Why is it that sometimes we get it so wrong despite the best of intentions?

By: Karl Daly


We all do it, don’t we? In work or in our personal lives. We think we have come up with a great idea but when we play it out it backfires spectacularly.

Even the well- known global brands with tons of investment behind them get it wrong sometimes. Remember 2017’s Pepsi global ad campaign featuring Kendell Jenner? It had to be pulled after only 24 hours based on a massive negative backlash. In short, the story centred around a big protest by lots of attractive people with inoffensive placards dancing and singing whilst being observed by serious looking police troops. To ease the tensions a young supermodel who is luckily doing a photo shoot nearby, steps out and brings all the sides together by sharing out a few Pepsi’s!

Pepsi’s intention as they described it was ‘to project a global message of unity, peace and understanding’ which is in line with the brand message they have used successfully for many years. But sadly, on this occasion it was interpreted by many as an unfortunately simplistic world view when people are protesting in so many countries about serious issues of life and death.

To their credit, Pepsi immediately apologised and confessed they had clearly “missed the mark” and the advert was withdrawn. But the damage was already done. It’s not uncommon for organisations (and people!) to have very positive intentions, but when the time comes to deliver the message something falls over. So, what is the real issue in this, and many other cases? Could it be empathy?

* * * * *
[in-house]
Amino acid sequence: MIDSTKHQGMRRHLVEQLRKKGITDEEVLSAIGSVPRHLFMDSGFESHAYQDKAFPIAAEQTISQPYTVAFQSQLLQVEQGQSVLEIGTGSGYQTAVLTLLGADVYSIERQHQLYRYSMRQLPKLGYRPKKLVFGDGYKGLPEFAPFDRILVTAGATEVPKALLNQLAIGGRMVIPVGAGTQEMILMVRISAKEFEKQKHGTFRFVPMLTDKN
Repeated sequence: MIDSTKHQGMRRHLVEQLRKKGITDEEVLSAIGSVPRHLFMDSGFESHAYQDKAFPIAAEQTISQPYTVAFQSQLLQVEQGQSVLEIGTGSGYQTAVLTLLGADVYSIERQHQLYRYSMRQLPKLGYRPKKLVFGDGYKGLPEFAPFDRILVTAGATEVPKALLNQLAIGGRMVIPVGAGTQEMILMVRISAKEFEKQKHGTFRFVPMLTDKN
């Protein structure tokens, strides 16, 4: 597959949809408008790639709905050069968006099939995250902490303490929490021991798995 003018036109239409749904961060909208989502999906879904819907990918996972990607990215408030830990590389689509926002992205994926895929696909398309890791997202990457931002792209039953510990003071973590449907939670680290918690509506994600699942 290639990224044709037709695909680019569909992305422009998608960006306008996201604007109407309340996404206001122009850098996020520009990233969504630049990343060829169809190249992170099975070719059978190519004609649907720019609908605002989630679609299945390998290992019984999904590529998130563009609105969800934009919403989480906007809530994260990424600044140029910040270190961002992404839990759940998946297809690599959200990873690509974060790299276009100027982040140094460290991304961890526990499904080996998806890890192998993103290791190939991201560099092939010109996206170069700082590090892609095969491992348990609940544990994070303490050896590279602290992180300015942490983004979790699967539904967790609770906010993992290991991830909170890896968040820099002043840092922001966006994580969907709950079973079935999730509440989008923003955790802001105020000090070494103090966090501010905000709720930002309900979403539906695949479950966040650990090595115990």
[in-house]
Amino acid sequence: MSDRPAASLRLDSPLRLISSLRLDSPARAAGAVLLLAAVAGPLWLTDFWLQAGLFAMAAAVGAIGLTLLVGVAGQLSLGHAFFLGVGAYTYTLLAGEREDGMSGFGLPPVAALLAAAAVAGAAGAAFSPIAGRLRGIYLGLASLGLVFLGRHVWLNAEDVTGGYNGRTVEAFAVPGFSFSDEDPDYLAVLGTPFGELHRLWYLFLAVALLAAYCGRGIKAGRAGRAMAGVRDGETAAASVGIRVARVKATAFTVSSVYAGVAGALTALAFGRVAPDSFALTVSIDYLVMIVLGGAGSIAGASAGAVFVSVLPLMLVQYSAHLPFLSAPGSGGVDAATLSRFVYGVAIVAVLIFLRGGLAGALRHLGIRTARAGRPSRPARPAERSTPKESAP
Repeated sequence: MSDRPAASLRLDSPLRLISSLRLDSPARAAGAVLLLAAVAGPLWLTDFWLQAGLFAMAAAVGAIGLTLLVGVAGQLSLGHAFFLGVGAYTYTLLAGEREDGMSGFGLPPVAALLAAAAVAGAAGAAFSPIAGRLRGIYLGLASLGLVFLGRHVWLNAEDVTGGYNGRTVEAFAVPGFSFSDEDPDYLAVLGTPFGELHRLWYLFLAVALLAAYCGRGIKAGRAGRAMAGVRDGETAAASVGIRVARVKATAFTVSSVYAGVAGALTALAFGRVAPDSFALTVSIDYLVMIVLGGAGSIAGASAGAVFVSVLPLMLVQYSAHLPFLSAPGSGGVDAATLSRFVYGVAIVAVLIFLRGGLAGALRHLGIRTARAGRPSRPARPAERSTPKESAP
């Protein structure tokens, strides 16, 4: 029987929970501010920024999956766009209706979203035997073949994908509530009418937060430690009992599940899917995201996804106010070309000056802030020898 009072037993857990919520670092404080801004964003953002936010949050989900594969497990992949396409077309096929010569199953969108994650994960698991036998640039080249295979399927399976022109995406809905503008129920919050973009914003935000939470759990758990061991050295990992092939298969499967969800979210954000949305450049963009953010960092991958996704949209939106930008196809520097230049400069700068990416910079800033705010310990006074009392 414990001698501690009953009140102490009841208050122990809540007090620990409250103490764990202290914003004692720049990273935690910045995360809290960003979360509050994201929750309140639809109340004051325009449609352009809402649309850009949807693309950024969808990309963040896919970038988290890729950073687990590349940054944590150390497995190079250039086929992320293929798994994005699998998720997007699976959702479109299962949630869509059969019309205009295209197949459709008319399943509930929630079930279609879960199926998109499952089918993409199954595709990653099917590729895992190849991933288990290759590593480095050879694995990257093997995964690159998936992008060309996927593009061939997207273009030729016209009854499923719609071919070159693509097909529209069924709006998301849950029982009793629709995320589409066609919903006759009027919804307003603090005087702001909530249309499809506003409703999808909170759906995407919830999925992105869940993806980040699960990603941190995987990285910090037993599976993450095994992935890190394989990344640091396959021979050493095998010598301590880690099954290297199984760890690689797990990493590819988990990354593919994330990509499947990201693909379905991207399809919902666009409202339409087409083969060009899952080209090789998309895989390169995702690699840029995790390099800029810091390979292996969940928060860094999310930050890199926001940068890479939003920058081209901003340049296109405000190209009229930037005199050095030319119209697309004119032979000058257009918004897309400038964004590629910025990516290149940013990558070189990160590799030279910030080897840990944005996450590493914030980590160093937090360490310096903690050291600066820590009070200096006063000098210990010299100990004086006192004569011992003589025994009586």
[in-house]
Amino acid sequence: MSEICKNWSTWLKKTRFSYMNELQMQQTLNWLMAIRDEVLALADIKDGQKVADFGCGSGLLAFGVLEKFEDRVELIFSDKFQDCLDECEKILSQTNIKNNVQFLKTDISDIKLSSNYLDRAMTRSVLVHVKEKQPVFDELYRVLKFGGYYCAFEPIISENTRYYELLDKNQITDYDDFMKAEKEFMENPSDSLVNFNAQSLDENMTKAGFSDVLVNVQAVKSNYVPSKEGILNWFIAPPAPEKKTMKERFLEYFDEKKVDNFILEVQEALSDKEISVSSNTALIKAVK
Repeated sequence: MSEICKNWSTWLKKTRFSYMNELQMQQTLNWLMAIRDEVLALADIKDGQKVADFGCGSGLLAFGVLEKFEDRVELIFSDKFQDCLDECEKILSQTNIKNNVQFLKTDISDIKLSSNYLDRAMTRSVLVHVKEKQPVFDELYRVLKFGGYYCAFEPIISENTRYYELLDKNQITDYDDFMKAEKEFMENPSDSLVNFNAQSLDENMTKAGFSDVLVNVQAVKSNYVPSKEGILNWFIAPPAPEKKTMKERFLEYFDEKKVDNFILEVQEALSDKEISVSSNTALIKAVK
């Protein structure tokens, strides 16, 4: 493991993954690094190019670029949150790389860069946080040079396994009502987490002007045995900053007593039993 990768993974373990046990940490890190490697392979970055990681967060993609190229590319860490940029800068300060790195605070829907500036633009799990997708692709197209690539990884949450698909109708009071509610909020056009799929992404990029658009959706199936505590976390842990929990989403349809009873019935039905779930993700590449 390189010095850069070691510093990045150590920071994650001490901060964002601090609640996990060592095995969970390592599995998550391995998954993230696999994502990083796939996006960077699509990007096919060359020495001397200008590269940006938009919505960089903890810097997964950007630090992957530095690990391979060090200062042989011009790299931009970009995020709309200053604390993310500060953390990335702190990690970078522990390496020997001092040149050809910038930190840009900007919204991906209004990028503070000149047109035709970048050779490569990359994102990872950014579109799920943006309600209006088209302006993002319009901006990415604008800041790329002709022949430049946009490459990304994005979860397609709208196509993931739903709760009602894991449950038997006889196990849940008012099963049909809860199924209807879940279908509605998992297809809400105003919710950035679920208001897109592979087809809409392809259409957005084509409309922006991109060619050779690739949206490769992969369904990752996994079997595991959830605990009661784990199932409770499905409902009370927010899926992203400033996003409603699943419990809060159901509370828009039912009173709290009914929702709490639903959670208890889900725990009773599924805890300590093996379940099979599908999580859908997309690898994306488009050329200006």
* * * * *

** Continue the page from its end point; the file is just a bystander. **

We normally think of empathy in relation to people but there are huge parallels for businesses, teams and brands also. Have you ever received a message from senior leadership or ‘corporate’ which just totally misread the current mood of people in your business? And often as with Pepsi, where the intent may have been a positive one, the impact was unfortunately the opposite.

Organisations are often so focused inwardly on what they need to do to be successful that their behaviour ‘misses the mark’ or in many cases creates a negative reaction internally, externally or both. The recent headlines plaguing United Airlines provides another shocking example. And it’s not to say that the deadlines and numbers (or even a bit of introspection) is not important. The danger is when we get so absorbed, we lose sight of a world point of view beyond our own. I believe we should challenge ourselves as individuals, leaders and businesses to constantly look outside ourselves, and to look actively for different perspectives, not just assume what those perspectives might be. So, while there may be no such thing as bad publicity, there’s always room for a little more empathy.

Karl Daly

Karl has 15+ years of experience within consulting and in-house leadership roles which cross geographies, sectors and industries. Most recently he has led a global team of experts to develop and deliver innovative development interventions across Asia, the Americas, Europe and Australia.